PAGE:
I think we are all guilty of it to some degree. Just as the Pharisee in the Gospel of Luke (18:10-14), who of us has not thought some version of, “God, I thank thee, that I am not as other men are, extortioners, unjust, adulterers, or even this…” (fill in the blank as you please with… terrorist, extremist, fundamentalist, the misguided person of the opposing political party, the poor, the refugee, the minority, the immigrant, the corrupt, the greedy, the uneducated, the homeless, the oppressed, the rigid, the uninspired, the deluded…)
We cannot afford lapsing into even a tinge of such self-righteous, judgmental thinking. Jesus said, “He that is without sin among you, let him first cast a stone.” (John 8:7) That injunction still holds today. Regardless of all of our overt progress, no one is yet qualified to throw any stones. God will do the correcting and justifying.
“Be of the same mind one toward another. Mind not high things, but condescend to men of low estate. Be not wise in your own conceits. Recompense to no man evil for evil. Provide things honest in the sight of all men. If it be possible, as much as lieth in you, live peaceably with all men. Dearly beloved, avenge not yourselves, but rather give place to wrath: for it is written, Vengeance is mine, I will repay, saith the Lord. Therefore if thine enemy hunger, feed him; if he thirst, give him drink: for in so doing thou shalt heap coals of fire on his head. Be not overcome of evil, but overcome evil with good.” Romans 12:16-21
Those things we judge others harshly for are actually just impositions on them that they need to be emancipated from. It is not who they actually are as designed by God. They are struggling and need love. We are all children/offspring/outcomes of the same God. Divine Love never bestowed any of these impositions on His dear ideas, and God is all-powerful. He can and will redeem every situation. He can and will remove any misconceptions and contrary labels to reveal everyone’s original purity.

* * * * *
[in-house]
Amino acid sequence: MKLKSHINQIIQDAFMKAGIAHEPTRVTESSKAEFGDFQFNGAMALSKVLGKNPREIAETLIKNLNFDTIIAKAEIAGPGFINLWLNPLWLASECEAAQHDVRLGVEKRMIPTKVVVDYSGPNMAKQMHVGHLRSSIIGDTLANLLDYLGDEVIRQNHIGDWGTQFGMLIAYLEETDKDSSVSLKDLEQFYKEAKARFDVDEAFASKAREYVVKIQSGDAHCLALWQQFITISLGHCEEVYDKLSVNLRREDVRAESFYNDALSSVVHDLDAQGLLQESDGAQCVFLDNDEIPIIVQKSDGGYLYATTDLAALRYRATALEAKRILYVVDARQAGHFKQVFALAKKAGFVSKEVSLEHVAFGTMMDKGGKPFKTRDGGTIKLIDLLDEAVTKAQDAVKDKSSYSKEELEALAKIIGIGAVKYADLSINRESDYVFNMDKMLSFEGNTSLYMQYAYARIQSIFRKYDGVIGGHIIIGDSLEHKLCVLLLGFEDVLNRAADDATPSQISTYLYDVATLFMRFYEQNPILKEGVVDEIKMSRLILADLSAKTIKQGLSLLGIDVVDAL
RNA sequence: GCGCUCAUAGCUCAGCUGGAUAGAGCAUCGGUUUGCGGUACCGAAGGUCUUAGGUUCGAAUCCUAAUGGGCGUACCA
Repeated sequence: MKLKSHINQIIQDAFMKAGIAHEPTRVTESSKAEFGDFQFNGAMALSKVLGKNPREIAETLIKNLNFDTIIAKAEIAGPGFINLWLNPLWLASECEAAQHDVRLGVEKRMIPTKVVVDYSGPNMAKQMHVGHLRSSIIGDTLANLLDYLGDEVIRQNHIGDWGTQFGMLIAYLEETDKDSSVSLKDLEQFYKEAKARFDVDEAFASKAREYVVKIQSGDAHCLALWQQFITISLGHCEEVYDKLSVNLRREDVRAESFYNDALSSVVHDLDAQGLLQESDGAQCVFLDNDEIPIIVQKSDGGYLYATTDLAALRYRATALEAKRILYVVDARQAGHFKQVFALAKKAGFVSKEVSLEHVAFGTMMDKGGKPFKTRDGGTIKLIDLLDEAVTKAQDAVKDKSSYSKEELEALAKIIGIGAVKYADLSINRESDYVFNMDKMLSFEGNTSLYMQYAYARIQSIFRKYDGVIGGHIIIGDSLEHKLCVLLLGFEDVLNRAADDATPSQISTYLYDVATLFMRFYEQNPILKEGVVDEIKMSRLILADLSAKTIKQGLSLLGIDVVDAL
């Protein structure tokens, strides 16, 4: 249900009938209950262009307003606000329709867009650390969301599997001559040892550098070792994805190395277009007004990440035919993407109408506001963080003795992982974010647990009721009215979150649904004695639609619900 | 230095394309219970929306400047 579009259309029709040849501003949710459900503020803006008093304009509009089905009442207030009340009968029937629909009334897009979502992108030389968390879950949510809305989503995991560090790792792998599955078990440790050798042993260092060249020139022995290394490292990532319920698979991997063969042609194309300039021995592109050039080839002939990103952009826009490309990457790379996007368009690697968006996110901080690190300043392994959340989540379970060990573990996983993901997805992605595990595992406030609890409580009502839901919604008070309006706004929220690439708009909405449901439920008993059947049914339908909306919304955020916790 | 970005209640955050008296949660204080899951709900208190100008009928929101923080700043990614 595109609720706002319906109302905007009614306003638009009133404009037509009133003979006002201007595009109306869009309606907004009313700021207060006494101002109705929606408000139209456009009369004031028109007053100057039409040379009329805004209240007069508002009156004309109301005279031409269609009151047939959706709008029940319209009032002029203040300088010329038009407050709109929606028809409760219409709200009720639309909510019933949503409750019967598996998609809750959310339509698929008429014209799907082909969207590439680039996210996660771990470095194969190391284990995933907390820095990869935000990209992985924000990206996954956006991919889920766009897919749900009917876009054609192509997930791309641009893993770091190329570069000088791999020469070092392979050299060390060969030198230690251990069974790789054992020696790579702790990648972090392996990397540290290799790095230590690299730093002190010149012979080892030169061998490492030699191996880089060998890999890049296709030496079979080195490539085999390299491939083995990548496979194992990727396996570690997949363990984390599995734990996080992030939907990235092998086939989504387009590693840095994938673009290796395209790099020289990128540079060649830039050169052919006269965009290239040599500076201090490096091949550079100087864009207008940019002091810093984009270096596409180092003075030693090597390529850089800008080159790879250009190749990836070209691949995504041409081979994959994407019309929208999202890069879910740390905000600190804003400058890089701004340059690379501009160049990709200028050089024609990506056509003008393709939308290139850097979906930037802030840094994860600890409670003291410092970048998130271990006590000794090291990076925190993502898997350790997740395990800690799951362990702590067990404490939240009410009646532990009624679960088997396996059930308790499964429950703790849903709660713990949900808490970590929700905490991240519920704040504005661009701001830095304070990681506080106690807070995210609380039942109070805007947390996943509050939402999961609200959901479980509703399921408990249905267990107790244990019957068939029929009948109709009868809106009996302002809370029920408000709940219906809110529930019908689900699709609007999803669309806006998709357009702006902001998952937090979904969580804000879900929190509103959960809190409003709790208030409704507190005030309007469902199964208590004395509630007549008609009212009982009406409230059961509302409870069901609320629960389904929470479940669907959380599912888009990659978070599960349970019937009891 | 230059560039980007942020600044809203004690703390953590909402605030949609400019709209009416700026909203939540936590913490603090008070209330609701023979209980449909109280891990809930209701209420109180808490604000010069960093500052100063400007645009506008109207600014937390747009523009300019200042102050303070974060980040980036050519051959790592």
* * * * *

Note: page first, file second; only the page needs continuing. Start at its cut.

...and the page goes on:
But simultaneously, we each must abstain from adding our own sinfully divisive thinking to the venom produced by others’ struggles with themselves. That only escalates the very impositions they require freedom from. We should not mentally pin offenses onto their underlying innocence, no matter how warranted it may seem, because that perpetuates the very problems we are defending against.
We can condemn evil, or erroneous actions, but we need to be sure to separate the sin from the person. Evil is never a person, place, or thing. Like darkness that is overcome by its opposite (light), we must shine unconditional love on others’ sins, as we hope they will on ours. Only in this way can all our mutual struggles dissolve.
Every person is created, upheld, and maintained by God. Just the other day I spoke on this blog of our inseparability from Spirit. I was thinking about our oneness with distant loved ones when I wrote that, but after recent events, I am struck that the same thinking bundles us together with those that are unlike us as well.
So just as the publican in that Bible story in Luke referred to above, we should instead be feeling humble in the face of our own sins instead of gripping about, being impressed with –or standing aghast at– how colossally others miss the mark. We should be begging for our own mercy and redemption, and, in turning to divine Love with faith, tolerance, and adoration, endeavor to individually uphold a higher standard of the Golden Rule for all mankind collectively. We must choose to consciously put a stop to polarized thinking of every stripe, and begin to fastidiously embrace all of God’s creation with everlasting, unconditional love. I, for one, vow to try.